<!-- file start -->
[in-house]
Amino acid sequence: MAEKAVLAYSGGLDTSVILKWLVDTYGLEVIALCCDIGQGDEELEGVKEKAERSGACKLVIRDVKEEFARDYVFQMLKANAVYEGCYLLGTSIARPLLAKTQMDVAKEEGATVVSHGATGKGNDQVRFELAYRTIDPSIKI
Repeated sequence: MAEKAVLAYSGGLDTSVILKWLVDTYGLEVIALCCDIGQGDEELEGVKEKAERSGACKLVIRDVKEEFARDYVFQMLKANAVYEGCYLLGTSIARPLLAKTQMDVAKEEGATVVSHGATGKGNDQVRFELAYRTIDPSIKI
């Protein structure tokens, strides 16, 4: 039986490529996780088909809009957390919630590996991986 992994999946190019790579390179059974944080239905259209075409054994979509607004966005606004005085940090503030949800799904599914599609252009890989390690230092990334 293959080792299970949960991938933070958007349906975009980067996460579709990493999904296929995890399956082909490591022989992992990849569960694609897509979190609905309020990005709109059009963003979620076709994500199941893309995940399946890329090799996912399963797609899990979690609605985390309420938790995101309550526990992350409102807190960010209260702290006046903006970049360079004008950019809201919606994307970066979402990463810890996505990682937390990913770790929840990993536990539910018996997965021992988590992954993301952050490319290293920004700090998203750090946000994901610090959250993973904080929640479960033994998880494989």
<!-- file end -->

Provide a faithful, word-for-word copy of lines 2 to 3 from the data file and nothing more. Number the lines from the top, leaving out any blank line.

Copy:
Amino acid sequence: MAEKAVLAYSGGLDTSVILKWLVDTYGLEVIALCCDIGQGDEELEGVKEKAERSGACKLVIRDVKEEFARDYVFQMLKANAVYEGCYLLGTSIARPLLAKTQMDVAKEEGATVVSHGATGKGNDQVRFELAYRTIDPSIKI
Repeated sequence: MAEKAVLAYSGGLDTSVILKWLVDTYGLEVIALCCDIGQGDEELEGVKEKAERSGACKLVIRDVKEEFARDYVFQMLKANAVYEGCYLLGTSIARPLLAKTQMDVAKEEGATVVSHGATGKGNDQVRFELAYRTIDPSIKI